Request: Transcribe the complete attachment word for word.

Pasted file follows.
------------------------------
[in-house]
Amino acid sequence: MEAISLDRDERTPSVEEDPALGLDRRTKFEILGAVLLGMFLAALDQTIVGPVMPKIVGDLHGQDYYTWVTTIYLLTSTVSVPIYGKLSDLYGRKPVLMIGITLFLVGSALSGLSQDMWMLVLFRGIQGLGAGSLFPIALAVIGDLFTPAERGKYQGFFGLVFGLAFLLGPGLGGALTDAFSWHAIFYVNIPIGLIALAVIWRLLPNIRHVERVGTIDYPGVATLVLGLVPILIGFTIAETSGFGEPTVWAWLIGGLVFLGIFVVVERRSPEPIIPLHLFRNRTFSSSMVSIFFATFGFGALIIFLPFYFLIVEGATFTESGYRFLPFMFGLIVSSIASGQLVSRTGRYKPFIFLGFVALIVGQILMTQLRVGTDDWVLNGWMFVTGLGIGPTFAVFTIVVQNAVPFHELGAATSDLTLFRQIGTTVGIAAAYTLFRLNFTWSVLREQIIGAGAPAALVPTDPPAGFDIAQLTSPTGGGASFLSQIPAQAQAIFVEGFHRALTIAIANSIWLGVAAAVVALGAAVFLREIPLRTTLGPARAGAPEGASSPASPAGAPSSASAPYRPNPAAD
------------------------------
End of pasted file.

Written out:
[in-house]
Amino acid sequence: MEAISLDRDERTPSVEEDPALGLDRRTKFEILGAVLLGMFLAALDQTIVGPVMPKIVGDLHGQDYYTWVTTIYLLTSTVSVPIYGKLSDLYGRKPVLMIGITLFLVGSALSGLSQDMWMLVLFRGIQGLGAGSLFPIALAVIGDLFTPAERGKYQGFFGLVFGLAFLLGPGLGGALTDAFSWHAIFYVNIPIGLIALAVIWRLLPNIRHVERVGTIDYPGVATLVLGLVPILIGFTIAETSGFGEPTVWAWLIGGLVFLGIFVVVERRSPEPIIPLHLFRNRTFSSSMVSIFFATFGFGALIIFLPFYFLIVEGATFTESGYRFLPFMFGLIVSSIASGQLVSRTGRYKPFIFLGFVALIVGQILMTQLRVGTDDWVLNGWMFVTGLGIGPTFAVFTIVVQNAVPFHELGAATSDLTLFRQIGTTVGIAAAYTLFRLNFTWSVLREQIIGAGAPAALVPTDPPAGFDIAQLTSPTGGGASFLSQIPAQAQAIFVEGFHRALTIAIANSIWLGVAAAVVALGAAVFLREIPLRTTLGPARAGAPEGASSPASPAGAPSSASAPYRPNPAAD